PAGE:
Archive for March, 2012

At Softline we believe that the corporate sector has an obligation to handle the skills shortage responsibly and, in line with this, invest in development and mentorship programs which can turn mediocre skills into valuable assets.

Life College is a not-for-profit extracurricular institution which focuses on developing emotional intelligence, entrepreneurship and leadership in South Africa’s youth, specifically targeting secondary level learners. Life College delivers engaging, innovative and effective life skills programmes that teach students to think differently, improve their readiness for life and instil a champion mentality.

Life College promotes the development of entrepreneurial skills amongst their students, via an annual competition called The Life College Xchange. The Xchange provides an environment in which future entrepreneurs can meet and listen to the wisdom of successful business people who generously contribute their time to the initiative.

It is truly rewarding for me to be involved with such an astute project and to hear students describe their interactions with successful industry leaders as unforgettable and life-changing,” – Ivan Epstein


Rob Wilkie

Corruption has become endemic in both the private and public sectors. Perpetrators have little regard for the law and openly flaunt their gains. Each day we hear about tenderpreneurs, a term used to describe those who win tender contracts based on personal connections and corrupt relationships.

Where did this all start? Perhaps the big BEE transactions done by some of our blue chip companies set a precedent? Board room deals, financially unsustainable, benefitting a few elite and politically connected persons. Fronting and buying favouritism; this is corruption.

BEE deals were meant to compensate the previously disadvantaged but sadly have only widened the gap between rich and poor.

Small business can make a difference. If you’re contemplating BEE, do it for the right reasons. For if it is to work it must make a meaningful contribution to uplifting employees and the communities’ in which they live. Run an internship program, adopt a school, sponsor an entrepreneur, set up a community forum that holds local government accountable, lead a litter “clean-up” campaign. And even if you are not contemplating BEE, do this anyway. As Ghandi said “we must become the change we want to see in the world”.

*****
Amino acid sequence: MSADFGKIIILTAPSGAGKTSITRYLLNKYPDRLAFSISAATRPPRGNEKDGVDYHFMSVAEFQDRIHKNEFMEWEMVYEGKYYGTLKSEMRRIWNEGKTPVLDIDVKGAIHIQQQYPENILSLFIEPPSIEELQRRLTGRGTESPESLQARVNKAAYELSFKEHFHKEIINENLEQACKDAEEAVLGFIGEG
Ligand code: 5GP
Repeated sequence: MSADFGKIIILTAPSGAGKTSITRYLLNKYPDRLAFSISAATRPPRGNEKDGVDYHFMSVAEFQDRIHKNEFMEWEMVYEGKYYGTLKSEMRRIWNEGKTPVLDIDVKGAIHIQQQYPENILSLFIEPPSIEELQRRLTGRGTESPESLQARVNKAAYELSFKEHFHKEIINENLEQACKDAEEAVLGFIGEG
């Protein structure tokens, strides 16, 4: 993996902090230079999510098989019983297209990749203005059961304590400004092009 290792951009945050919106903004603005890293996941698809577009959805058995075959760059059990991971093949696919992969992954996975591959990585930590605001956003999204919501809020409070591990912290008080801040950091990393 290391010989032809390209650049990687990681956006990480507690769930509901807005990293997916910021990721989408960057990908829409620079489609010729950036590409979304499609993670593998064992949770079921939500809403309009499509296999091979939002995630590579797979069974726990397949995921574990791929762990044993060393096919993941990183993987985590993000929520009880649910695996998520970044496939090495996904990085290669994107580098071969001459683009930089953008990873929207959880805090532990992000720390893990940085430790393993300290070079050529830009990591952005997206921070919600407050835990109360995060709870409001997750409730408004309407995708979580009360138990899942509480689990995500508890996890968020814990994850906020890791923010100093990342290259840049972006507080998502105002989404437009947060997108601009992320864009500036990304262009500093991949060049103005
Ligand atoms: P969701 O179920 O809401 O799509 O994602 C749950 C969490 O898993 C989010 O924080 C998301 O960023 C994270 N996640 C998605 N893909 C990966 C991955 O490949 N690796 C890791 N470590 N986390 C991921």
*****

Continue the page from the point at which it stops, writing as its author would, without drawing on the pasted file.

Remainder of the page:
- By Rob Wilkie, CFO Softline and Sage AAMEA

Second part of Ivan Epstein’s interview with Alec Hogg from Moneyweb, broadcast on SAfm on the program Upper Echelon on 23 Feb 2012

Ivan Epstein’s interview with Alec Hogg from Moneyweb, broadcast on SAfm on the program Upper Echelon on 23 Feb 2012

By Steven Cohen, Managing Director, Softline Pastel Accounting

Did you know that only 53% of professional accountants would recommend an online accounting product to their SME clients?

This statistic comes from independent research we recently conducted relating to accounting and business solutions for the SME sector. What was interesting for me was that a lack of understanding and experience is one of the main reasons preventing the uptake of cloud-based services.

Accounting in the cloud is exactly the same as the accounting we’re all used to; the core difference relates to where the software application is hosted and where the client’s data is stored. So, when we refer to the cloud, we mean that the accounting program is hosted on the web and not on your computer. It’s the same as your Facebook account where all your information is stored ‘somewhere on the internet’.

Accounting in the cloud will not fundamentally change how the core business process is conducted but it will certainly make it easier for businesses to manage their accounting processes, particularly with an increasingly mobile workforce and the growing number of external corporate consultants. Accounting in the cloud gives accountants and business owners alike the ability to conveniently access records and transact from remote locations with little or no advanced setup.

But working online is about far more than just accessibility; the cloud makes the lives of users considerably easier. It removes the need for manual program installations, and the associated hassles. It also means that users never have to worry about upgrades or backups as the system will automatically be the latest available version that is, by its nature, backed up as information is saved.